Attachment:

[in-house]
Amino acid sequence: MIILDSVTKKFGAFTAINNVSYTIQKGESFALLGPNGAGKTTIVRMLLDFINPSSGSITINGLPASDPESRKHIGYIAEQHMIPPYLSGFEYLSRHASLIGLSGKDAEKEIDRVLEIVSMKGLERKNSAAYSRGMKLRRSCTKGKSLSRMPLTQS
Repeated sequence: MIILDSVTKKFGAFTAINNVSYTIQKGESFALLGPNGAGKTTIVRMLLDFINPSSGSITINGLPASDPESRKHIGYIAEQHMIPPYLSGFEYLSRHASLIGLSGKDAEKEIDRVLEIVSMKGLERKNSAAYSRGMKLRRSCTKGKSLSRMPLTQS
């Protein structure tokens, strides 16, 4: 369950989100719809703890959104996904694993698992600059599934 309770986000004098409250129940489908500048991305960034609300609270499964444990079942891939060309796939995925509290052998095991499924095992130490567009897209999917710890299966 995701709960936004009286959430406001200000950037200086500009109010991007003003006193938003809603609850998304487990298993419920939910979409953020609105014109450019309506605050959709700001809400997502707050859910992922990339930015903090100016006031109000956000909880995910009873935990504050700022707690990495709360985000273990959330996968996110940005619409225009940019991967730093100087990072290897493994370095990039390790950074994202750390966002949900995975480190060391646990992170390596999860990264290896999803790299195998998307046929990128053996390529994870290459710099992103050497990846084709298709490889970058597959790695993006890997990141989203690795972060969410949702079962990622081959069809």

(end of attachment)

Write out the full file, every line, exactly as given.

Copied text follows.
[in-house]
Amino acid sequence: MIILDSVTKKFGAFTAINNVSYTIQKGESFALLGPNGAGKTTIVRMLLDFINPSSGSITINGLPASDPESRKHIGYIAEQHMIPPYLSGFEYLSRHASLIGLSGKDAEKEIDRVLEIVSMKGLERKNSAAYSRGMKLRRSCTKGKSLSRMPLTQS
Repeated sequence: MIILDSVTKKFGAFTAINNVSYTIQKGESFALLGPNGAGKTTIVRMLLDFINPSSGSITINGLPASDPESRKHIGYIAEQHMIPPYLSGFEYLSRHASLIGLSGKDAEKEIDRVLEIVSMKGLERKNSAAYSRGMKLRRSCTKGKSLSRMPLTQS
């Protein structure tokens, strides 16, 4: 369950989100719809703890959104996904694993698992600059599934 309770986000004098409250129940489908500048991305960034609300609270499964444990079942891939060309796939995925509290052998095991499924095992130490567009897209999917710890299966 995701709960936004009286959430406001200000950037200086500009109010991007003003006193938003809603609850998304487990298993419920939910979409953020609105014109450019309506605050959709700001809400997502707050859910992922990339930015903090100016006031109000956000909880995910009873935990504050700022707690990495709360985000273990959330996968996110940005619409225009940019991967730093100087990072290897493994370095990039390790950074994202750390966002949900995975480190060391646990992170390596999860990264290896999803790299195998998307046929990128053996390529994870290459710099992103050497990846084709298709490889970058597959790695993006890997990141989203690795972060969410949702079962990622081959069809």